> > > 1. Config option approach :
> > >
> > > In the kernel config menu, one picks one or more CPUs. One also
> > > whether the CPU(s) have a FPU.
> > >
> > > All FPU related code in kernel is configured in or out based on the
> > > setting.
> > As has been noted in other messages in this exchange, whether one
> > has an FPU or not isn't really the determining factor in including FP
> > support code in the kernel. The bulk of it is the emulator, and the
> > emulator needs to be there if you want to execute binaries built
> > to include MIPS FP instructions, whether in full emulation or using
> > the FPU (for the denormal cases, etc.).
> That needs a little more explanation.
> . When I say "All FPU related code", I really meant FPU code which is not
> part of FPU emaulator. One example is the code in exit_thread()
> (arch/mips/process.c) as brough up by flo. I believe there are also such
> in ptrace.c.
Understood. My point is that that code can be lumped with
the emulator as the set of support needed to run FPU-full
binaries. Even with an emulator, one needs to manage
and communicate FP state. The only difference is that
the "floating point registers" are in the thread structure,
not in the CPU.
> . Regarding whether we should have FPU emulator, I think it should be a
> separate CONFIG option. It is orthorgal to HAS_FPU option.
> In other words, we will have four combinations:
> a) HAS_FPU & FPU_EMULATION - which is necessary when FPU is not a full
> b) !HAS_FPU & FPU_EMULATION - which allows one to run fpu-ful userland
> c) HAS_FPU & !FPU_EMULATION - when FPU is a full implementaion (or use
> old incomplete emaulation?)
We're talking about MIPS/Linux here. To the best of my knowledge
there are *no* "full" implementations of IEEE floating point on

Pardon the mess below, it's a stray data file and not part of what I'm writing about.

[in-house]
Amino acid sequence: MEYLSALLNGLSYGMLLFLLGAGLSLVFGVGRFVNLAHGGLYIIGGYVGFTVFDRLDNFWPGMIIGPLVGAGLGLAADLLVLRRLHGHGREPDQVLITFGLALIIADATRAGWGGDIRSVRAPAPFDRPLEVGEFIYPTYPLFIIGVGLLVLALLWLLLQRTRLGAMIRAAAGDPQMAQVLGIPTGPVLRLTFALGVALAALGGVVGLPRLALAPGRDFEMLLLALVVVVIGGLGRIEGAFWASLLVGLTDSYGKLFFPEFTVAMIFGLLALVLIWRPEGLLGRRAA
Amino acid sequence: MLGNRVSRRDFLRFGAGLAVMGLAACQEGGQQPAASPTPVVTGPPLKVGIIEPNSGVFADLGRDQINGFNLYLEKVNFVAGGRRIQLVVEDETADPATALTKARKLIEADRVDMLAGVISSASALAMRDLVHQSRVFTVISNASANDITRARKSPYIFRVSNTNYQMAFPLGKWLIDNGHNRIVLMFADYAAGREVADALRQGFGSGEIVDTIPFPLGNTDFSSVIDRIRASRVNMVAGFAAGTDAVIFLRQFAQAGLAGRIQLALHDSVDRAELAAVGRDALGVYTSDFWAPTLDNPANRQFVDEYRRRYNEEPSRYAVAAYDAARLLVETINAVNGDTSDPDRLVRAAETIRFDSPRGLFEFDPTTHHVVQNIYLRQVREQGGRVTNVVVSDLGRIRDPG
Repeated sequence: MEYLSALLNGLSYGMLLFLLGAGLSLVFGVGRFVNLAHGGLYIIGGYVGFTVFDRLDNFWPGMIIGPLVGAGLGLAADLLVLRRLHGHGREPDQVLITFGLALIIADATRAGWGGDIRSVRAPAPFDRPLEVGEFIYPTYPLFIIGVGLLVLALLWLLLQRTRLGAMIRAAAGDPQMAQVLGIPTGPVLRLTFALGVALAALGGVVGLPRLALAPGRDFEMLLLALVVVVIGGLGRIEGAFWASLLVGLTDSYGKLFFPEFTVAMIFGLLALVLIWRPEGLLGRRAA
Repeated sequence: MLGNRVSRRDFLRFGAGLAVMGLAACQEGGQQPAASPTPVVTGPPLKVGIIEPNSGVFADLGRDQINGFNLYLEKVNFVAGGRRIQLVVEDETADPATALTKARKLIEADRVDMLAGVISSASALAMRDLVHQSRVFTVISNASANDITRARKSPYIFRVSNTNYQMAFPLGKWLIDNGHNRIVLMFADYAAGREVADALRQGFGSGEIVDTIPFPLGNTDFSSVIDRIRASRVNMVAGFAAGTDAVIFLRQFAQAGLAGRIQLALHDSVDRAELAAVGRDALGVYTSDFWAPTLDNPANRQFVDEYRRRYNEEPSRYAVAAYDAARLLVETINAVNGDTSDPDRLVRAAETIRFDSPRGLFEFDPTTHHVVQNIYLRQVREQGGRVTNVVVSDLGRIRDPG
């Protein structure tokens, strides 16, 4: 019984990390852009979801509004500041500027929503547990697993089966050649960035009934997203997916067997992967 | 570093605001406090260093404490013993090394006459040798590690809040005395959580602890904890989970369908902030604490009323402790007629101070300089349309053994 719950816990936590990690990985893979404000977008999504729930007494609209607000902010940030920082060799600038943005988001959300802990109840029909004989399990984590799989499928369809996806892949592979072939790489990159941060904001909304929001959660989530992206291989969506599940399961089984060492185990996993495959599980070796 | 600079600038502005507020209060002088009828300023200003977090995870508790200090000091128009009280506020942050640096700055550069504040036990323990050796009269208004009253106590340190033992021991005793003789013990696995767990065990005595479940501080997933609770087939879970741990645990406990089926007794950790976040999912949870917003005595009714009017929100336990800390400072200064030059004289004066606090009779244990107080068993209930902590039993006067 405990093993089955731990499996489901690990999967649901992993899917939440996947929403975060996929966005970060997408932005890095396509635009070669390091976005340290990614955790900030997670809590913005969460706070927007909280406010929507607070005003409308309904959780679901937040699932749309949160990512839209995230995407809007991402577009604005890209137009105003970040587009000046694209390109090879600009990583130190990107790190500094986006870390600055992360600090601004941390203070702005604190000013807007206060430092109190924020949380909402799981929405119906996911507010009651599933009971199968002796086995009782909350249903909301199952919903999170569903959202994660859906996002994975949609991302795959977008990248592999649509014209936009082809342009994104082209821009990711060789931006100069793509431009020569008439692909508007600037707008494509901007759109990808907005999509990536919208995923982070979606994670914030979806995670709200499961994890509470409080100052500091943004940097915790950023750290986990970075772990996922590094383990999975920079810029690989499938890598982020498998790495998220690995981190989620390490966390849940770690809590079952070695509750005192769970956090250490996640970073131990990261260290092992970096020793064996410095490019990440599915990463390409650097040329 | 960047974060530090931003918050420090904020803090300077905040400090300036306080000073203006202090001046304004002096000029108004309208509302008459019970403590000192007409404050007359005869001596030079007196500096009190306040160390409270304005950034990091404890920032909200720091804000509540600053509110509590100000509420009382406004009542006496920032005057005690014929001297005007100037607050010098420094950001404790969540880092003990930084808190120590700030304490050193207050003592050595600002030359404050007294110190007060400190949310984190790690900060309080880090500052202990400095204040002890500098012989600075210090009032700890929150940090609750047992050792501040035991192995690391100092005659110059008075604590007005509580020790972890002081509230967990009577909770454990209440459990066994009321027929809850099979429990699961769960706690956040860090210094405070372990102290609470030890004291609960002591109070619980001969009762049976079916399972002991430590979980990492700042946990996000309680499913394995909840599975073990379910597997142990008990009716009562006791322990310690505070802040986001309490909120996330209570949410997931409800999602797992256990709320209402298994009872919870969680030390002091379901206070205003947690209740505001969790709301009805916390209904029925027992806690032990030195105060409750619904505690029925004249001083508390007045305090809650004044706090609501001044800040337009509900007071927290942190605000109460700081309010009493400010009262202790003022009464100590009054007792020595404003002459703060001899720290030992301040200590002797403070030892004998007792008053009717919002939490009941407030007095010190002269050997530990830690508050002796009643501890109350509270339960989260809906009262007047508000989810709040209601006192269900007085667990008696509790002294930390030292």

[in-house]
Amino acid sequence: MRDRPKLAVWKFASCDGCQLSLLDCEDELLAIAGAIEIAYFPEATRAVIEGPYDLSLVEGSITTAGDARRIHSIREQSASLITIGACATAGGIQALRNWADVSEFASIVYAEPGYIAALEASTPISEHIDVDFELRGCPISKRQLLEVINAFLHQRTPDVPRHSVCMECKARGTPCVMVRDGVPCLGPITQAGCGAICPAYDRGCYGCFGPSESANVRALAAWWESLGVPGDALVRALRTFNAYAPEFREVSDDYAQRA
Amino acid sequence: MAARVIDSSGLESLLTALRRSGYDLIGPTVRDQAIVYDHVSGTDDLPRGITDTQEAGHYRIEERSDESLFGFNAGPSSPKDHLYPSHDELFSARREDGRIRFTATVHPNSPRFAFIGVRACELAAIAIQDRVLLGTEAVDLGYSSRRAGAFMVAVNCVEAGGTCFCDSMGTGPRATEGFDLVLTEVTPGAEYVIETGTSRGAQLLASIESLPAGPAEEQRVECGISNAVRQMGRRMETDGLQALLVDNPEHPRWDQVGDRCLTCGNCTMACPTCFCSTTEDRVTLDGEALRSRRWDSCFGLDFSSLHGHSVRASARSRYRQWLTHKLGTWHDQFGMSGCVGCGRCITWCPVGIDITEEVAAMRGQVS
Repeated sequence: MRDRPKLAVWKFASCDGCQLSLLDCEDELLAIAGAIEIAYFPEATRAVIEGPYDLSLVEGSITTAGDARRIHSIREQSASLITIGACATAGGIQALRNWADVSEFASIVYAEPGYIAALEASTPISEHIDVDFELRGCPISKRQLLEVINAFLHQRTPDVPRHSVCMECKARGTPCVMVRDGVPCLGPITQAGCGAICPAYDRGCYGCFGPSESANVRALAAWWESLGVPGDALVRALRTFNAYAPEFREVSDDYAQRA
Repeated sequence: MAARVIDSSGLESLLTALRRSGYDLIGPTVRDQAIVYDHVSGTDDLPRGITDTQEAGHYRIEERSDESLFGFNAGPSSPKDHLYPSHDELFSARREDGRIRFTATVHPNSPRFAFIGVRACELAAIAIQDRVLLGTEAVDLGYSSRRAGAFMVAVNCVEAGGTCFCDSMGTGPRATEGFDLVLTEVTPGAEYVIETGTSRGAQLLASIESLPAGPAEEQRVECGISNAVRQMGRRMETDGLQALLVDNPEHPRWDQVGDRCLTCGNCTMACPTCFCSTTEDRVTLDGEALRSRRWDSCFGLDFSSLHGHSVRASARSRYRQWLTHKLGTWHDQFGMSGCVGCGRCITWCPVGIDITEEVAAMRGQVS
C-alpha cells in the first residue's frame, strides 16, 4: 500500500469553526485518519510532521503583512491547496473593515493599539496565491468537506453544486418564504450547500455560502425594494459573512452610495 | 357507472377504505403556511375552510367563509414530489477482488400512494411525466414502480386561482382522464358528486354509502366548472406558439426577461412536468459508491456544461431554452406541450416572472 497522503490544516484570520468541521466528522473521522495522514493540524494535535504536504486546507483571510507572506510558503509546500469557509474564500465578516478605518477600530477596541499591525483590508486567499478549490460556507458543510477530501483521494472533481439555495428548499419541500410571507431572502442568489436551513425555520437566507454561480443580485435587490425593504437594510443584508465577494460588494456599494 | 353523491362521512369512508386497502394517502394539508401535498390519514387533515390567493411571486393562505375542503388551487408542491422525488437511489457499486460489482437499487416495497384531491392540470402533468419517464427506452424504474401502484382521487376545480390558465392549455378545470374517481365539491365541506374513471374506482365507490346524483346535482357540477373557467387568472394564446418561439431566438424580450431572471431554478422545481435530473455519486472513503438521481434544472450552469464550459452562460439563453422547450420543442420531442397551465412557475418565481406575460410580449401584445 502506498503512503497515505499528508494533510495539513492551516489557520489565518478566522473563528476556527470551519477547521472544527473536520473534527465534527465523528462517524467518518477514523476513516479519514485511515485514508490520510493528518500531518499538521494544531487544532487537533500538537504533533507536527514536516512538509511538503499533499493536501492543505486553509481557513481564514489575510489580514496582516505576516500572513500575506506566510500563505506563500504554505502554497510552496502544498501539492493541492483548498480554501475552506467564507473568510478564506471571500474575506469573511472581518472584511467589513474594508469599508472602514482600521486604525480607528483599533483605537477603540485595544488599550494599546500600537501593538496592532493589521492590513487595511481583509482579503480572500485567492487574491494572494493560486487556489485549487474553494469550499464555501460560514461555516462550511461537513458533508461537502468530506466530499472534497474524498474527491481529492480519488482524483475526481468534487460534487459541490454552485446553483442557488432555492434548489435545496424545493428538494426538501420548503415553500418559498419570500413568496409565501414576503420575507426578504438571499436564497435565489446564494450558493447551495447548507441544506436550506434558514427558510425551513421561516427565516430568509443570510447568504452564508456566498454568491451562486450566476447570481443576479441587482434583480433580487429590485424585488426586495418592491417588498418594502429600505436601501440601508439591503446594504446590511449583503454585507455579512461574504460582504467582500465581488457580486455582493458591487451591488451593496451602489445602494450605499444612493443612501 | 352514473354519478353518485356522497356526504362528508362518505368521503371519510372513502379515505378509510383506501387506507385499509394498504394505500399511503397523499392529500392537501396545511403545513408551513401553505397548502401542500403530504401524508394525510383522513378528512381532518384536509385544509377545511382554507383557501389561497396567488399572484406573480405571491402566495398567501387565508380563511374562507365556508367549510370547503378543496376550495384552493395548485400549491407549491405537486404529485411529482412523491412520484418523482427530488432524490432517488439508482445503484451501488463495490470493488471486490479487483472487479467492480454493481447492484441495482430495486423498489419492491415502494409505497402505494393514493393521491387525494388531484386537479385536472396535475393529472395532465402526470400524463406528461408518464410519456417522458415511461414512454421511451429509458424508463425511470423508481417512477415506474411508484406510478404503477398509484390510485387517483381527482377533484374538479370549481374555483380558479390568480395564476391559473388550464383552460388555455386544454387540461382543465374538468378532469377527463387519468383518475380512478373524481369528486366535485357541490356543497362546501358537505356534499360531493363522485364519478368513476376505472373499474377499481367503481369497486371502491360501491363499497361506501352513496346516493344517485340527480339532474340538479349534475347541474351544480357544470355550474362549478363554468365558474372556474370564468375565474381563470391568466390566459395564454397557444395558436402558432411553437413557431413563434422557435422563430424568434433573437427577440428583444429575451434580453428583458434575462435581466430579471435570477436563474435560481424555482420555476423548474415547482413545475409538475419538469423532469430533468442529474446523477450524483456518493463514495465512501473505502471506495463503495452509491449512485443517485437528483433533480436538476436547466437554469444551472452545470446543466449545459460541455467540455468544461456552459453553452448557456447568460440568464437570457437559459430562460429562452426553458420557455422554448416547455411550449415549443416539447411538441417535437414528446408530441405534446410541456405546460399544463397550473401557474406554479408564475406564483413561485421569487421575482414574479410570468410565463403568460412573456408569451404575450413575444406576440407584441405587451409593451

a MIPS CPU. The number of unimplemented cases varies
somewhat from design to design, but I know of no MIPS CPU
where it is a null set.
> d) !HAS_FPU & !FPU_EMULATION - it mandates non-fpu-ful userland (which to
> is perfectly fine)
> I start to feel a little "shaky" here as I have not written any FPU code.
> Will such a classification make life easier or worse? Is there any
> feasibility issue here?
It's not so much that I doubt the feasibility, I just wonder
if there's any point to adding the complexity. As noted
above, if you're going to support FP-full binaries, you
have to support the processor model of FPU. The user
will be manipulating what he sees as FP registers, and
all of the state, signal, and context management logic
associated with them has to be there regardless of whether
they exist in the CPU or in the kernel. It's true that there are
a few paths through the code, the ones that actually load
and store the FP registers, that are distinct. Those could
certainly be suppressed at compile time if you wanted a
kernel that would never allow a real FPU to be used,
but the memory savings would be smaller than you seem
to think. It's not "HAS_FPU" versus "EMULATOR",
it's "SUPPORTS_FP" and "HAS_FPU".
But my main objection to treating the two options as
orthogonal is that your (c) case above will simply
create kernels that are guaranteed fail for some
cases of IEEE math. It's just not good engineering
to give people a 25% chance of building a kernel
that seems to be just fine, at first...
My own recommendation would be to either have
full FP support for binaries or none at all. If someone
really wants to put the FPU-specific assembler
routines under a different conditional, that's cool, but
the configuration options should be such that the
(c) cannot be generated by the config scripts.